Aspiring school principals look to university leadership programs to prepare them for their future career. Course requirements often include practical topics such as finance, law, instructional leadership, as well as others that influence the manner in which a school principal responds. For the purpose of this project, I was interested to look at the manner in which school leaders are prepared to work with people in their schools, and the complexity of emotions that are implicated in social interactions.
This inquiry involved an examination of four cohorts from Lake Union University's (pseudonym) principal preparation program. The current cohort was observed for elements of emotional intelligence that transpired during a weekly “reflective seminar.” A survey was developed to gauge the cohort member's preparation along the concepts of emotional intelligence in their instructional program as well as in the seminar. Interviews of former students provided a post-preparation perspective regarding their initial challenges as school leaders, their recollection of their preparation experiences in the program and the reflective seminar as it pertained to dimensions of emotional intelligence, as well as recommendations they have for program faculty.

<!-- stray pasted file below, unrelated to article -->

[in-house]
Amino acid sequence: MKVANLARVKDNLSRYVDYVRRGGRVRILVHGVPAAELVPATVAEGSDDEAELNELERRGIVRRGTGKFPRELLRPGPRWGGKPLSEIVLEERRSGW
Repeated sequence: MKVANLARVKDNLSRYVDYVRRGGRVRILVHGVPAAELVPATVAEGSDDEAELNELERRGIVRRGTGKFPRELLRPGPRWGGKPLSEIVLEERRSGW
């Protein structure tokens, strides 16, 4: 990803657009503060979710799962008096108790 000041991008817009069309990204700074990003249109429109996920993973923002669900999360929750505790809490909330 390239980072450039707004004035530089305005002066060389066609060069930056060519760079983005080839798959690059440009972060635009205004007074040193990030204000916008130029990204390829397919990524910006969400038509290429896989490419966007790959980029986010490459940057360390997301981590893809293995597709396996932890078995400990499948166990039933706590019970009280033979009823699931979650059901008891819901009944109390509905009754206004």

These descriptive tools were used to locate themes regarding the fundamental question of the inquiry, namely:
Subquestions from this include: (1) How does the reflective seminar seem to support this development? (2) What can program faculty do to better prepare students for the challenges related to emotional dynamics of interpersonal interactions? (3) How important are the skills that make up emotional intelligence to the role of educational leader?
In the analysis of the information collected, there is a belief that these skills are critical to successful school leadership. The program's preparation supports aspects of their development well, and the reflective seminar plays a role in that development.
The results of this inquiry will be shared with Lake Union leadership program faculty as they look to revise the structure to better meet this dimension of leader preparation.
|School:||University of Washington|
|School Location:||United States -- Washington|
|Source:||DAI-A 70/09, Dissertation Abstracts International|
|Subjects:||School administration, Higher education|
|Keywords:||Adult learning, Educational leadership, Effective leadership, Emotional intelligence, Leadership, Principal preparation, Reflective practice|
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